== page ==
‘The dexamethasone is the most mystifying of the drugs we’re seeing him being given at this point,’ said Dr Thomas McGinn, physician-in-chief at Northwell Health, the largest health care provider in New York State. 

The drug is normally not used unless the patient’s condition seems to be deteriorating, he added.

‘Suddenly, they’re throwing the kitchen sink at him,’ Dr McGinn said. 

‘It raises the question: Is he sicker than we’re hearing, or are they being overly aggressive because he is the president, in a way that could be potentially harmful?’  

Dr Esther Choo, a professor of emergency medicine at Oregon Health & Science University in Portland, said of the doctors’ statements on Sunday: ‘This is no longer aspirationally positive. And it’s much more than just an ‘abundance of caution’ kind of thing.’ 

Some thought that the president may be directing his own care, and demanding intense treatment despite risks he may not fully understand – something which is termed V.I.P. syndrome. 

‘You think you’re helping,’ said Dr Celine Gounder, a clinical assistant professor of medicine and infectious diseases at the N.Y.U. Grossman School of Medicine. 

‘But this is really a data-free zone, and you just don’t know that.’

Asked whether CT scans showed any signs of pneumonia or lung damage, Conley replied: ‘Yeah, so we’re tracking all of that. There’s some expected findings, but nothing of any major clinical concern.’ He declined to elaborate. 

At another point, Sean Dooley, a pulmonary critical care doctor, said the president’s ‘cardiac, liver and kidney function demonstrates continued normal findings, or improving findings.’ He did not disclose which of those had been subpar. 

William Schaffner, a professor of infectious diseases at Vanderbilt University’s medical school, was asked by the Washington Post about the idea of sending Trump back to the White House on Monday.

‘Absolutely not,’ he said. 

‘I will bet dollars to doughnuts it’s the president and his political aides who are talking about discharge, not his doctors.’

All pointed out that the president was being given an unusual combination of three strong treatments, with a handful of supplements and an over-the-counter drug sprinkled in. That made his quick release even more improbable, they said.

Several doctors expressed worry there is no data indicating how these treatments might react with each other, especially in an overweight 74-year-old man with a mild heart condition who is in the high risk group for severe coronavirus disease. 

Lewis Kaplan, a critical care doctor at the University of Pennsylvania and the Veteran’s Administration, said this type of untested combination therapy is typically only applied as a desperate measure — when a patient is seriously ill and probably in the intensive care unit.

On the other hand, he told the Post, giving this cocktail to a sitting head of state as a preventive measure as a way to reduce the risk of a more severe course could be construed as ‘reasonable.’

‘And we just don’t know which one reflects reality,’ Kaplan said.   

How Mark Meadows infuriated Trump by telling reporters that his ‘vitals are very concerning’ in off-the-record health update


Chief of Staff Mark Meadows’ revelation to reporters that Donald Trump’s ‘vitals are very concerning’ reportedly angered the president and prompted him to post an upbeat video update on his condition Saturday. 

The New York Times claimed that people close to the situation said that Trump was infuriated by the comments and acted to counteract the perception that he was very sick.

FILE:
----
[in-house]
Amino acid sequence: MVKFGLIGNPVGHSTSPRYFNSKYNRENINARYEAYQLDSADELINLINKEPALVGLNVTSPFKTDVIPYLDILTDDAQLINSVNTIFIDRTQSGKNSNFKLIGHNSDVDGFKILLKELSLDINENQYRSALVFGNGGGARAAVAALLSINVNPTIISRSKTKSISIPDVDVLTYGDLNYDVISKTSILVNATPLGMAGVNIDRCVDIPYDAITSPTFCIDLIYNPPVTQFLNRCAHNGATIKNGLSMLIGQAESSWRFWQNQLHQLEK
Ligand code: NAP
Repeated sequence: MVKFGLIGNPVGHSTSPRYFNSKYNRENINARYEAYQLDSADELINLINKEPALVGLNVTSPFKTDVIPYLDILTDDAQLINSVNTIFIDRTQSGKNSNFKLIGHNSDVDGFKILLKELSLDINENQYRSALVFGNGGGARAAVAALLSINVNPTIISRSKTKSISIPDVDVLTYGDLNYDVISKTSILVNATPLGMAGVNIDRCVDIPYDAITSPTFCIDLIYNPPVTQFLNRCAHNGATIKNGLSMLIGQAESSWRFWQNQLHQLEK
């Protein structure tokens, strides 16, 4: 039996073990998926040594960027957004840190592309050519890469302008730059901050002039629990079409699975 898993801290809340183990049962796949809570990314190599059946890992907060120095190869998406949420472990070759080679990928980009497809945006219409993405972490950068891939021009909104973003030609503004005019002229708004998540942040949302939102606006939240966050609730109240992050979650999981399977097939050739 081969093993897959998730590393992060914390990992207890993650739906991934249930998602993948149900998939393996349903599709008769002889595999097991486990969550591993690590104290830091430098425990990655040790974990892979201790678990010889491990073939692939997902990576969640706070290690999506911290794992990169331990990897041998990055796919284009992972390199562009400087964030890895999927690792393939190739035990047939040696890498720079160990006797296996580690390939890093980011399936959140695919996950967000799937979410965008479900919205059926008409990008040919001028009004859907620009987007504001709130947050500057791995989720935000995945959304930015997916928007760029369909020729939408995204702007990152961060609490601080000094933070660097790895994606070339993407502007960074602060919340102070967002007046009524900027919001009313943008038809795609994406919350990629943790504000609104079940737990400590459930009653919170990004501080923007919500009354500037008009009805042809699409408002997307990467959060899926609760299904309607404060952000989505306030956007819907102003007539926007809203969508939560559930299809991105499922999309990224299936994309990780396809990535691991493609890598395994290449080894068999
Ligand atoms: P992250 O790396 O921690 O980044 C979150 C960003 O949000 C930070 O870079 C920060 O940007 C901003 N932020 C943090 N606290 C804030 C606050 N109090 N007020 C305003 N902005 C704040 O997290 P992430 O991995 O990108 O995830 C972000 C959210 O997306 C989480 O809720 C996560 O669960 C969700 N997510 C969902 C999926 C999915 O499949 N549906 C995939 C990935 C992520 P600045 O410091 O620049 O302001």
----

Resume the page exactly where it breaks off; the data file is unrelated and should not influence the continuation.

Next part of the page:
The president uploaded the four-minute video to his Twitter page on Saturday night in which he said he was ‘much better’ and fighting coronavirus, as his physician gave a optimistic update on his symptoms. 

Yet earlier in the day, Meadows was caught asking to go off the record with White House reporters as an ‘anonymous’ source revealed the true extent of the president’s condition.  

‘The president’s vitals over the last 24 hours were very concerning and the next 48 hours will be critical in terms of his care. We’re still not on a clear path to a full recovery,’ Meadows told reporters on the initial condition that he not be identified. 

He was later named as the source of the quote.  

Meadows’ comments came just after a White House team of doctors said that Trump’s condition was improving and that he was already talking about returning to the White House. 

One doctor said Trump told them: ‘I feel like I could walk out of here today.’ Meadows did not clarify the discrepancy in his comments. 

A Trump adviser who spoke on condition of anonymity said the president was not happy to learn of Meadows’ initial remarks, according to Reuters.  

Hours later, the president posted a video from the hospital where he is battling Covid-19, saying he was improving and would be ‘back soon’ – but acknowledging the crucial coming days would be ‘the real test.

Trump attempted to reassure the public that he was not suffering severe coronavirus symptoms and called his treatment ‘miracles from God’ as he worked to counteract Meadows’ comments. 

‘I came here, wasn’t feeling so well. I feel much better now,’ he said from his business suite at Walter Reed military medical center. ‘We’re working hard to get me all the way back… I think I’ll be back soon and I look forward to finishing up the campaign the way it was started.’

Appearing relaxed in an open-collar blue suit and jacket, Trump acknowledged that there was uncertainty about the course of the disease, which can hit recovering patients hard with no warning.

‘I’m starting to feel good. You don’t know over the next period of a few days, I guess that’s the real test, so we’ll be seeing what happens over those next couple of days.’

Several hours later, Deputy White House Press Secretary Judd Deere posted a picture showing Trump working into the night from the hospital. 

The video came after Meadows’ earlier comments spread and led to concern about how ill the president is, despite the optimistic updates from his personal physician.